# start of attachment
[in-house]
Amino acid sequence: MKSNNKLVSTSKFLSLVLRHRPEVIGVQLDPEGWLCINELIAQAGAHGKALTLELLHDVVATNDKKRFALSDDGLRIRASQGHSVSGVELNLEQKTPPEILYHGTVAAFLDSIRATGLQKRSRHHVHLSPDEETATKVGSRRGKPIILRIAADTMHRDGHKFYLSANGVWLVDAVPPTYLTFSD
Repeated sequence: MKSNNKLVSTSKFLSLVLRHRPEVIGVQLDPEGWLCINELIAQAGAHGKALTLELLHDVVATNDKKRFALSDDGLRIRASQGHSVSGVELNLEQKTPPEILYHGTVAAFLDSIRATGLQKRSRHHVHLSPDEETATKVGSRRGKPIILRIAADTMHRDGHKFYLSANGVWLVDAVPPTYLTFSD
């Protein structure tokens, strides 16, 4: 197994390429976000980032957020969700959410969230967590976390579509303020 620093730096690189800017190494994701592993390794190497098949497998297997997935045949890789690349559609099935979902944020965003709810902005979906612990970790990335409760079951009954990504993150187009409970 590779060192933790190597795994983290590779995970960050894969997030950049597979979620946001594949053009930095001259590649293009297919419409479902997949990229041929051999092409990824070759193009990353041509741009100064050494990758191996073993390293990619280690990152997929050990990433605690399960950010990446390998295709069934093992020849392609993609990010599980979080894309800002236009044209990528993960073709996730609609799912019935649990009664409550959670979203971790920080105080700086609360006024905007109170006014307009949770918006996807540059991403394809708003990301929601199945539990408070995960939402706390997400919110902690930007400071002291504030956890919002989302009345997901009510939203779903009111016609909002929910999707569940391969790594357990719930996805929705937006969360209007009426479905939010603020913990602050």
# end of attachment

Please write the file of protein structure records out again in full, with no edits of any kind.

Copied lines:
[in-house]
Amino acid sequence: MKSNNKLVSTSKFLSLVLRHRPEVIGVQLDPEGWLCINELIAQAGAHGKALTLELLHDVVATNDKKRFALSDDGLRIRASQGHSVSGVELNLEQKTPPEILYHGTVAAFLDSIRATGLQKRSRHHVHLSPDEETATKVGSRRGKPIILRIAADTMHRDGHKFYLSANGVWLVDAVPPTYLTFSD
Repeated sequence: MKSNNKLVSTSKFLSLVLRHRPEVIGVQLDPEGWLCINELIAQAGAHGKALTLELLHDVVATNDKKRFALSDDGLRIRASQGHSVSGVELNLEQKTPPEILYHGTVAAFLDSIRATGLQKRSRHHVHLSPDEETATKVGSRRGKPIILRIAADTMHRDGHKFYLSANGVWLVDAVPPTYLTFSD
């Protein structure tokens, strides 16, 4: 197994390429976000980032957020969700959410969230967590976390579509303020 620093730096690189800017190494994701592993390794190497098949497998297997997935045949890789690349559609099935979902944020965003709810902005979906612990970790990335409760079951009954990504993150187009409970 590779060192933790190597795994983290590779995970960050894969997030950049597979979620946001594949053009930095001259590649293009297919419409479902997949990229041929051999092409990824070759193009990353041509741009100064050494990758191996073993390293990619280690990152997929050990990433605690399960950010990446390998295709069934093992020849392609993609990010599980979080894309800002236009044209990528993960073709996730609609799912019935649990009664409550959670979203971790920080105080700086609360006024905007109170006014307009949770918006996807540059991403394809708003990301929601199945539990408070995960939402706390997400919110902690930007400071002291504030956890919002989302009345997901009510939203779903009111016609909002929910999707569940391969790594357990719930996805929705937006969360209007009426479905939010603020913990602050």